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Terrestrial pollen studies can thus provide a temporal perspective on climatic changes rarely possible in a marine setting.
By the same token, plants that are self-fertilizing (autogamous or cleistogamous species) produce only minute quantities of pollen compared to anemophilous species.At smaller spatial and temporal scales, nondimatic effects dominate the pollen signal (Bradshaw, 1994). There is some evidence, however, that in certain sedimentary environments not all pollen grains will be equally well preserved (Cushing, 1967).For example, pollen grains are more subject to corrosion in moss peat than in silt deposits and this may be due to the activities of phycomycetes, bacteria, and other micro-organisms.In some cases, an entomophilous species, such as Tilia, may produce fairly large amounts of pollen but the relatively efficient dispersal mechanism (via insects) means that pollen grains are rarely found in large numbers, even in forests where Tilia is abundant (Janssen, 1966).As pollen is an aeolian sediment, pollen falling on sites where organic or inorganic sediments are accumulating will become part of the stratigraphic record (Traverse, 1994).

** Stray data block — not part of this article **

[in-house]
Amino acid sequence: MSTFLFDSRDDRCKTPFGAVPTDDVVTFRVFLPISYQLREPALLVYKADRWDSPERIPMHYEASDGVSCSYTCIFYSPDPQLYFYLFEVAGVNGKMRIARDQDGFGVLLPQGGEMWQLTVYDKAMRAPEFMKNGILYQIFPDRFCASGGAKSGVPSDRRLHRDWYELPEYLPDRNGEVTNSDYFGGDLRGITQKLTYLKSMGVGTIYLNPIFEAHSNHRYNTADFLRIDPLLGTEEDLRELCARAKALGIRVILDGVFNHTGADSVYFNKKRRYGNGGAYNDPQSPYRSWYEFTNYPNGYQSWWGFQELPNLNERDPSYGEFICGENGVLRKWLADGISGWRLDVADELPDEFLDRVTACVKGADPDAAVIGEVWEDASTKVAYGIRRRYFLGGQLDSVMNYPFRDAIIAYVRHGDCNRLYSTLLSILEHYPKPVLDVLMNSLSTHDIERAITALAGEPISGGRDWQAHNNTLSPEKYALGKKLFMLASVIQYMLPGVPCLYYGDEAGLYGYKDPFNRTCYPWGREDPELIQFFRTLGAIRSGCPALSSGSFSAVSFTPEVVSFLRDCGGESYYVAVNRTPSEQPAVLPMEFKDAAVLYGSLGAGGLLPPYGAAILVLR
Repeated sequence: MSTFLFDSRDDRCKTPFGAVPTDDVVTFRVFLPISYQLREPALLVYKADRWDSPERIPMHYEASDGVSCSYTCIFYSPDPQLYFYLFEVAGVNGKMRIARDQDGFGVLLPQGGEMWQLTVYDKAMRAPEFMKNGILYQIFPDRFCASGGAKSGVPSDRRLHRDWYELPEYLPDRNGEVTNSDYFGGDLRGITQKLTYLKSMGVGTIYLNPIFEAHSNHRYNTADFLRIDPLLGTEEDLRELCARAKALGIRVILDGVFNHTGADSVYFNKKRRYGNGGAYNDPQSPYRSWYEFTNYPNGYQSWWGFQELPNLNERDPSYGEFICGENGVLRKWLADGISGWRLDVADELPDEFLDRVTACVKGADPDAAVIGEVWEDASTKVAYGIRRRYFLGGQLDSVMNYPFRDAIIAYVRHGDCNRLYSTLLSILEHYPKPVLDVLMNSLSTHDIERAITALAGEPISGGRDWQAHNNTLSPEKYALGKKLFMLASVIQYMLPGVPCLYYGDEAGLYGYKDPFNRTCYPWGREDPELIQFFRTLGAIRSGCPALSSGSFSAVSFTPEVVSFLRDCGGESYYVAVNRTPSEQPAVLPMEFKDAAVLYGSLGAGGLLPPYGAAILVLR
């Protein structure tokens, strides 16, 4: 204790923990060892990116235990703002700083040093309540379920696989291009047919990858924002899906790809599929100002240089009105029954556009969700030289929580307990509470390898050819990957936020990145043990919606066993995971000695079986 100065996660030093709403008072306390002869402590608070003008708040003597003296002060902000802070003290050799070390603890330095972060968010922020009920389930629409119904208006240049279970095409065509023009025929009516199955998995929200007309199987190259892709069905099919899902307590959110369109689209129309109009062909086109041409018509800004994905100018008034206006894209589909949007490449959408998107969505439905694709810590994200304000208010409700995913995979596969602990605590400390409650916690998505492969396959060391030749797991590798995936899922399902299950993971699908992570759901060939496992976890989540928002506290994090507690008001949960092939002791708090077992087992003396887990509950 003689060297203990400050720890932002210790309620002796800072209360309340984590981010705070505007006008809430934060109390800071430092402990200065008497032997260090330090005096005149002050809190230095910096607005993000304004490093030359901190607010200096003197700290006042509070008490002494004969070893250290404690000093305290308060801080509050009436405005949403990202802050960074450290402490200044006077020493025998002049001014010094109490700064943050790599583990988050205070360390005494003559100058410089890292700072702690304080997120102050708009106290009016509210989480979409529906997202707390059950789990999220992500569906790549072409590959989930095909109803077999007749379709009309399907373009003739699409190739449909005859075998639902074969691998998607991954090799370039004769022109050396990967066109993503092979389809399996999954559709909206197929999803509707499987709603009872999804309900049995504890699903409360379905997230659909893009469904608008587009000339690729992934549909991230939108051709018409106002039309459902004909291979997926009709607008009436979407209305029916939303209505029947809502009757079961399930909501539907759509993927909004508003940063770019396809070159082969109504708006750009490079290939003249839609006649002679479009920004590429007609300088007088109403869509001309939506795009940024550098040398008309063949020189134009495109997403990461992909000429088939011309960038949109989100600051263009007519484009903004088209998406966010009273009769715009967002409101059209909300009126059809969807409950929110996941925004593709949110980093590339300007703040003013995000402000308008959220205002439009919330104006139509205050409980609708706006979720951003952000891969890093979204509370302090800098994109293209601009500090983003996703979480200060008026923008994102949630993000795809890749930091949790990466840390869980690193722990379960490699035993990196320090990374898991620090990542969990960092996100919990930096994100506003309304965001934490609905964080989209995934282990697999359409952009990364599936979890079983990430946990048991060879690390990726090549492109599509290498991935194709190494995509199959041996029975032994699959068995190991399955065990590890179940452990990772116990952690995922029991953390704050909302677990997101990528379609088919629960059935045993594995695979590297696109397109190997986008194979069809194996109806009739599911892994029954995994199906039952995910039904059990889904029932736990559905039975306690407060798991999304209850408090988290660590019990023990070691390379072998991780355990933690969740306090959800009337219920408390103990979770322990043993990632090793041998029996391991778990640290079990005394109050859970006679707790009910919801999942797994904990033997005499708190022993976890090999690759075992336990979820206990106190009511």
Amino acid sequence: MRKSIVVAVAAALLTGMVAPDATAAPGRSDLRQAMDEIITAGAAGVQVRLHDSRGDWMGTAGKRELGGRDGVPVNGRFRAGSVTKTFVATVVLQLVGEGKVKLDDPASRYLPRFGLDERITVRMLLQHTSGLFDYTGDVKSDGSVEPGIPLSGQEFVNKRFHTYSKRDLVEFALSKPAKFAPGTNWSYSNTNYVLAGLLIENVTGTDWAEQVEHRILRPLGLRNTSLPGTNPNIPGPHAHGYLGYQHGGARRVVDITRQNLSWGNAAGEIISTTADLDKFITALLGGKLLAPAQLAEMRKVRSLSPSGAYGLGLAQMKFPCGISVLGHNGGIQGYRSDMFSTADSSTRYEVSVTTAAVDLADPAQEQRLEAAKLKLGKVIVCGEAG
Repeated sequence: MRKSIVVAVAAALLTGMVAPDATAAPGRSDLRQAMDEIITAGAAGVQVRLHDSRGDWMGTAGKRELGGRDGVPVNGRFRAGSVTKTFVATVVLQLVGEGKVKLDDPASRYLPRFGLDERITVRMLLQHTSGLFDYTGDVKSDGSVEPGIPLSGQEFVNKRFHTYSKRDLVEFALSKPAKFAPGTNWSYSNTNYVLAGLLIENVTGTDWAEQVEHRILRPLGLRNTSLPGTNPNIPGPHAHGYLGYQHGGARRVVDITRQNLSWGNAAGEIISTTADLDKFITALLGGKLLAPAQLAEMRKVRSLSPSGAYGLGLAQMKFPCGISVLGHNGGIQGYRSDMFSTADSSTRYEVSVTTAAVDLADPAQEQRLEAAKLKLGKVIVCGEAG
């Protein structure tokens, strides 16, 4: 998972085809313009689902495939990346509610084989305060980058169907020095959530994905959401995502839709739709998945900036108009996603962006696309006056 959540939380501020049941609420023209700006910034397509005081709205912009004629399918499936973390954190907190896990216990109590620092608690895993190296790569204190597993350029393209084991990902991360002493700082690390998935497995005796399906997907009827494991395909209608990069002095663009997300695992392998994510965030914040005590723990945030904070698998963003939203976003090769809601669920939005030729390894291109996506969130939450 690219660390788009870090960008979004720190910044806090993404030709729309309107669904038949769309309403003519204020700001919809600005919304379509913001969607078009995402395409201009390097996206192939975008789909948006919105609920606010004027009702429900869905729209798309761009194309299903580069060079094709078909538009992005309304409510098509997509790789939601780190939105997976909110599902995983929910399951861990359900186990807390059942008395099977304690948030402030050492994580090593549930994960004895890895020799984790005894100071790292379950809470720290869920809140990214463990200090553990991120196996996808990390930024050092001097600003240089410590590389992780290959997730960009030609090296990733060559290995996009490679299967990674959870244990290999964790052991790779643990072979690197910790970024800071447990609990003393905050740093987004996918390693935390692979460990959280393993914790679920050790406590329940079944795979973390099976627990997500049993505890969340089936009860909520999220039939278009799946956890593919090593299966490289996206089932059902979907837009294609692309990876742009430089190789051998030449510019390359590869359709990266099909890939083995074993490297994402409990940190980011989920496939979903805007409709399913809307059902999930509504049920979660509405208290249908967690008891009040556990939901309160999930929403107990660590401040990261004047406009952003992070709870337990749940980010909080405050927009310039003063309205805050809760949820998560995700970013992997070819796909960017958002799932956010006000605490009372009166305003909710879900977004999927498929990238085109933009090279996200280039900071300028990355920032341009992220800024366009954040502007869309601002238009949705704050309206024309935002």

Consequently, the occurrence of fossil beech or larch grains in a deposit would indicate the former growth of a species in the immediate vicinity of the site.